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How can I control garlic bloat?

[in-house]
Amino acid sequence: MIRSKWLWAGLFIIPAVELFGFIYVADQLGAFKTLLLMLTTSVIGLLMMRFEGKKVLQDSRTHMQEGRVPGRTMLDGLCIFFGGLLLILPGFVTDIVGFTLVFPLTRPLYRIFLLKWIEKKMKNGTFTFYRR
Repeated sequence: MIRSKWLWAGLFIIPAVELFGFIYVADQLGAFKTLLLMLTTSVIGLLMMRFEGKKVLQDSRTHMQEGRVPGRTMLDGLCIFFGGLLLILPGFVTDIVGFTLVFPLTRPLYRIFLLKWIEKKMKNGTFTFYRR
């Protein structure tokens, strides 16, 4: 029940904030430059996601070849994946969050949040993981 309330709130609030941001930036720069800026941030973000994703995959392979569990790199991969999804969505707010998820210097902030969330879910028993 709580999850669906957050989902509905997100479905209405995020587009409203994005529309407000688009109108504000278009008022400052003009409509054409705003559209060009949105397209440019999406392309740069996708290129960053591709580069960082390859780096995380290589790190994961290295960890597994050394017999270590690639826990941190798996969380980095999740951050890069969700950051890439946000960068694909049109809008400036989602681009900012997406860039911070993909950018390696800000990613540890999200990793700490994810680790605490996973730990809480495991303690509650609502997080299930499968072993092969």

Answer: This year, we’ve seen a tremendous increase in bloat nematode in garlic. I’ve been paying particular attention to it as some of my own garlic is infected, and unfortunately, there isn’t much that can be done to control it in the short-term, either conventionally or organically. In addition, there is a lot of misinformation being offered about control measures. This includes the idea of using a hot water treatment to sterilize seed, which more recent research has concluded does not have much of an impact on controlling infected seed. Chemical treatments are not much of an option either, as fungicides that were originally used for garlic bloat are no longer registered (in the U.S.). I have talked with some organic farmers who soak seed in Oxidate?, which is used to control several types of bacteria and diseases, prior to planting; however, I have not seen this product registered or tested anywhere for garlic bloat.Thus, we’re left with cultural practices to overcome garlic bloat. First and foremost, it is important to buy only certified seed for planting. If you are using your own seed stock, make sure that you don’t plant infected cloves. In addition, culling plants at first sign of infection is critical in the field. Just as important is a crop rotation with a recommended four years between crops in the Allium family. Planting biofumigant cover crops, such as mustards, can be beneficial as part of a crop rotation.Bulb damage can be mistaken for Fusarium basal plate rot, so you may want to have your garlic tested. This being said, the nematode can spread easily in infested soil, on equipment, and in infected seed and plant debris. Keeping weed populations down and all tools and equipment clean can help in combating garlic bloat. The Garlic Seed Foundation has issued an alert for garlic bloat and is referring farmers to the Cornell University Fact Sheet Bloat and Nematode on Garlic.The ATTRA publication Garlic: Organic Production addresses most aspects of organic garlic production, including seed sources, organic fertility management, pest management and harvesting and storage. Marketing and economic considerations, including enterprise budgets for organic garlic production, are also addressed in this publication. A resource and reference section follows the publication.